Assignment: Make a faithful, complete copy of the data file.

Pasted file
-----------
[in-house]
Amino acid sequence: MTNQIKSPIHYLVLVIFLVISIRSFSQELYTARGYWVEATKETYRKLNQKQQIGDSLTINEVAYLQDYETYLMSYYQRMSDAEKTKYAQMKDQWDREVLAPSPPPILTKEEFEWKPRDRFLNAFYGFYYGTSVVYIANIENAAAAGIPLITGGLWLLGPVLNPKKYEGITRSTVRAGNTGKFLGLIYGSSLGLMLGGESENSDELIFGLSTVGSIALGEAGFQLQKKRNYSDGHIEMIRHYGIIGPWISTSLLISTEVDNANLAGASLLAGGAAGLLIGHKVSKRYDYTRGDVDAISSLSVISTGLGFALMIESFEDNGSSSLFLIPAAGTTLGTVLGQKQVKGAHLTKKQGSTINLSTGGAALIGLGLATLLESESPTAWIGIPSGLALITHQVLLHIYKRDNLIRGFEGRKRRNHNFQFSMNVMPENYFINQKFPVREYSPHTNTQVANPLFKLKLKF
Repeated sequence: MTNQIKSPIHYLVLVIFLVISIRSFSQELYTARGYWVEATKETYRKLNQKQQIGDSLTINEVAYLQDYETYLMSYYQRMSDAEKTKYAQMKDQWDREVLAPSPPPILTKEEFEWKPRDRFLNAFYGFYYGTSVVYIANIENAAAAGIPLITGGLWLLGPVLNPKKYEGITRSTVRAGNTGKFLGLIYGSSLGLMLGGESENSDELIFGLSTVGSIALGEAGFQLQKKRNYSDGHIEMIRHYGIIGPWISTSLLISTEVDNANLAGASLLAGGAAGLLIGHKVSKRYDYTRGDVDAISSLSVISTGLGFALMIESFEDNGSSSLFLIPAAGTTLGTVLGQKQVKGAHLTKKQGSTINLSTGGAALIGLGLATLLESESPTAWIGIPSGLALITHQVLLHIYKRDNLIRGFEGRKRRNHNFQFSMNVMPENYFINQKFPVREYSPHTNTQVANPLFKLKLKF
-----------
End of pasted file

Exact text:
[in-house]
Amino acid sequence: MTNQIKSPIHYLVLVIFLVISIRSFSQELYTARGYWVEATKETYRKLNQKQQIGDSLTINEVAYLQDYETYLMSYYQRMSDAEKTKYAQMKDQWDREVLAPSPPPILTKEEFEWKPRDRFLNAFYGFYYGTSVVYIANIENAAAAGIPLITGGLWLLGPVLNPKKYEGITRSTVRAGNTGKFLGLIYGSSLGLMLGGESENSDELIFGLSTVGSIALGEAGFQLQKKRNYSDGHIEMIRHYGIIGPWISTSLLISTEVDNANLAGASLLAGGAAGLLIGHKVSKRYDYTRGDVDAISSLSVISTGLGFALMIESFEDNGSSSLFLIPAAGTTLGTVLGQKQVKGAHLTKKQGSTINLSTGGAALIGLGLATLLESESPTAWIGIPSGLALITHQVLLHIYKRDNLIRGFEGRKRRNHNFQFSMNVMPENYFINQKFPVREYSPHTNTQVANPLFKLKLKF
Repeated sequence: MTNQIKSPIHYLVLVIFLVISIRSFSQELYTARGYWVEATKETYRKLNQKQQIGDSLTINEVAYLQDYETYLMSYYQRMSDAEKTKYAQMKDQWDREVLAPSPPPILTKEEFEWKPRDRFLNAFYGFYYGTSVVYIANIENAAAAGIPLITGGLWLLGPVLNPKKYEGITRSTVRAGNTGKFLGLIYGSSLGLMLGGESENSDELIFGLSTVGSIALGEAGFQLQKKRNYSDGHIEMIRHYGIIGPWISTSLLISTEVDNANLAGASLLAGGAAGLLIGHKVSKRYDYTRGDVDAISSLSVISTGLGFALMIESFEDNGSSSLFLIPAAGTTLGTVLGQKQVKGAHLTKKQGSTINLSTGGAALIGLGLATLLESESPTAWIGIPSGLALITHQVLLHIYKRDNLIRGFEGRKRRNHNFQFSMNVMPENYFINQKFPVREYSPHTNTQVANPLFKLKLKF